The worst part was the night before she got released. My family had gone home that day and I had to leave to feed and let her dogs out. It was time to leave (it was 10 pm) and I wouldn't be back until morning because there was an ice storm that night and I was worried about driving in it. (I wouldn't have left at all except for the animals.) Apparently she became frantic in the night and was convinced that she was bleeding into her lungs again. She actually made the nurse wake a doctor up in the middle of the night and give her a chest xray at 3 in the morning! (That may have been one of the reasons they finally agreed to release her the next morning.)

Anyway, this is a long story but the gist of it is, high-dose steroids can really cause bizarre thoughts and behaviors. It took a week longer after she came home for those panic attacks to begin subsiding. So if your mom really appears to go totally "off her rocker", it may not be permanent or a progression of her dementia.
Thanks for the reassurance, Terry. I know that to be true but I assume it will be scary and disconcerting. I can sleep in her room in the chair if need be.
__________________
PieSusan is offline   Reply With Quote
Old 02-01-2009, 12:30 PM   #56
Master Chef
 
Join Date: Jul 2006
Location: Metro New York
Posts: 8,764
Send a message via Yahoo to ChefJune
Quote:
Originally Posted by PieSusan View Post
June, the hard part of letting go is that she didn't want to be a vegetable and she isn't one, yet. She may get confused but she knows me and her friends and enjoys a quality of life. If she were totally confused and did not know me, it would be a much easier choice. I am just struggling with trying to follow her advance directives--that is why she has them. I never wanted to be in the position of having to choose. I wanted her to tell me and then, do what she said.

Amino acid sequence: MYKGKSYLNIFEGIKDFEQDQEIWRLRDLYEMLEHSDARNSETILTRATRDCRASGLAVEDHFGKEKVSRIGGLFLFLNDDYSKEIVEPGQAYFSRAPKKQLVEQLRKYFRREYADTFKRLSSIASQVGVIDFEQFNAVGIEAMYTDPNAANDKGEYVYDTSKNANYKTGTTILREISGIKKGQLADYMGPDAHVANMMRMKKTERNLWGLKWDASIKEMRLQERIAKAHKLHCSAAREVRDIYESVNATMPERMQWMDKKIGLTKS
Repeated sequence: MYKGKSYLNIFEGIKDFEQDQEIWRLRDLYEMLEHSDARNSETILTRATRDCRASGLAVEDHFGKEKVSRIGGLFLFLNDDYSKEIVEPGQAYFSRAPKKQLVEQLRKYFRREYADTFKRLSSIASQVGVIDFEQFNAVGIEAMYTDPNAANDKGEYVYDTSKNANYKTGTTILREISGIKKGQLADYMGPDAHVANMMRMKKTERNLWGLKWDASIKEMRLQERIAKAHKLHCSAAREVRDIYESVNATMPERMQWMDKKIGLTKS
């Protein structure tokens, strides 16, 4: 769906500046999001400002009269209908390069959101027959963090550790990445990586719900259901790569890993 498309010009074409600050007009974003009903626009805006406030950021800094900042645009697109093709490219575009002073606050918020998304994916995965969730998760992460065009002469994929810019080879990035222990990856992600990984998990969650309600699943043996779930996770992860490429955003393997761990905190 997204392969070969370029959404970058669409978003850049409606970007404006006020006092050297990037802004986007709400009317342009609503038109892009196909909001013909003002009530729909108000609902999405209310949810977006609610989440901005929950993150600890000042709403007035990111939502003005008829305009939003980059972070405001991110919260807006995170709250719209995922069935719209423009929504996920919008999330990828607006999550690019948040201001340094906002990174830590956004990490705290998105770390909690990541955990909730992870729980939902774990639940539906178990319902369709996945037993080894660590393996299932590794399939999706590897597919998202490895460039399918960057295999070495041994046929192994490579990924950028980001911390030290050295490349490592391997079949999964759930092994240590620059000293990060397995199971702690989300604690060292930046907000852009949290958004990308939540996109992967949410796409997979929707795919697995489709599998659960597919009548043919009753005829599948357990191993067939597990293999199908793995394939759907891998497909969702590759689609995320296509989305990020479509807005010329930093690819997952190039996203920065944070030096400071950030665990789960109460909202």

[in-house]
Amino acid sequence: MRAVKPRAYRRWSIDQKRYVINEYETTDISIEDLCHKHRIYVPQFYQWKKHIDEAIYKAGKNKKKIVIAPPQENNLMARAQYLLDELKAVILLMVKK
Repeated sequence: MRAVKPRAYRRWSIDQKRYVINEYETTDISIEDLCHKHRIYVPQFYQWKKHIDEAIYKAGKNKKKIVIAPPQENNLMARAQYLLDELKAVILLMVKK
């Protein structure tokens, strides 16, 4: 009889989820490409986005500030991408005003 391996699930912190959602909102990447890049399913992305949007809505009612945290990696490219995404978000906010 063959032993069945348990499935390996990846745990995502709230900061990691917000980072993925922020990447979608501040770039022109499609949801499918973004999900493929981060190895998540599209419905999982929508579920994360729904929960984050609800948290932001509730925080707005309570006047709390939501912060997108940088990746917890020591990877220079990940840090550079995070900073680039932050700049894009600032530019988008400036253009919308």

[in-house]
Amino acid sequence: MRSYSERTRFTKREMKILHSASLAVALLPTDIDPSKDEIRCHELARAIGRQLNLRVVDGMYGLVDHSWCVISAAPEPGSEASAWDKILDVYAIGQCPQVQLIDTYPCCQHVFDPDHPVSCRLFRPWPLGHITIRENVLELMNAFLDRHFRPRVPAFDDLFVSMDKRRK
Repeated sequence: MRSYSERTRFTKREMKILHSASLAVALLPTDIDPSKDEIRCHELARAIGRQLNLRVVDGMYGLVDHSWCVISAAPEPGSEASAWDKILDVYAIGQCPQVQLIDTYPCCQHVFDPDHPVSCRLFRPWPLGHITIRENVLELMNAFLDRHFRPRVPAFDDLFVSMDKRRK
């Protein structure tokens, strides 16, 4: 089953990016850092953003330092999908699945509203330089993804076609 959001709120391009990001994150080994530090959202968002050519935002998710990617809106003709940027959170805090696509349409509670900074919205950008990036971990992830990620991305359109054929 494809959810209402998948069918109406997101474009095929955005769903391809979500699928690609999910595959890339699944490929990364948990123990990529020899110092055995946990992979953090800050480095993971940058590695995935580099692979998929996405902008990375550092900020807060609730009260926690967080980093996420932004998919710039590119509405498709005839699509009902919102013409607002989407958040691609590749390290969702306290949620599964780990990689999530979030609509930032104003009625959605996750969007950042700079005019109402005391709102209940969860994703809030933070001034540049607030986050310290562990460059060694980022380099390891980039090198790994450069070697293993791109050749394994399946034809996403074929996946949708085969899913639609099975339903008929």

I can relate to all of that, Susan. My mom had pretty bad clinical dementia, but still had many lucid moments until 9 months before she passed. At that time she suffered a stroke, and tho she regained almost all the physical mobility she had before the stroke, it knocked out that part of her brain that governed rationality and reason. As a result, we had to watch her sit and drool and rock back and forth until the end. It was sohard, and even worse for Dad, who was there with her all the time, talking to her, and hoping she could understand.

I am hoping so much that your Mom pulls through this. The will to live and to get well is very powerful in the recovery process. She has a lot going for her.
__________________
Wine is the food that completes the meal.
ChefJune is offline   Reply With Quote
Old 02-01-2009, 03:59 PM   #57
Cook
 
Noodlehead's Avatar
 
Join Date: Jan 2009
Location: Nashvegas
Posts: 74
I don't know you Susan as I'm a newbie but I'll say a prayer for your mom,I know it has to be hard watching her being ill and being far way to help.
__________________
"Tis an ill cook that cannot lick his own fingers"
~ William Shakespeare
Noodlehead is offline   Reply With Quote
Old 02-01-2009, 04:19 PM   #58
Executive Chef
 
Join Date: Aug 2004
Posts: 2,862
PieSusan, you are doing everything what you can to help your mom. The fact that she knows you makes a big difference as you said. Nothing in life is easy when it comes to a loved one. Staying with her is a great comfort to her and you will only realize this more and more as time goes by. (I cherished the time I was with my mom)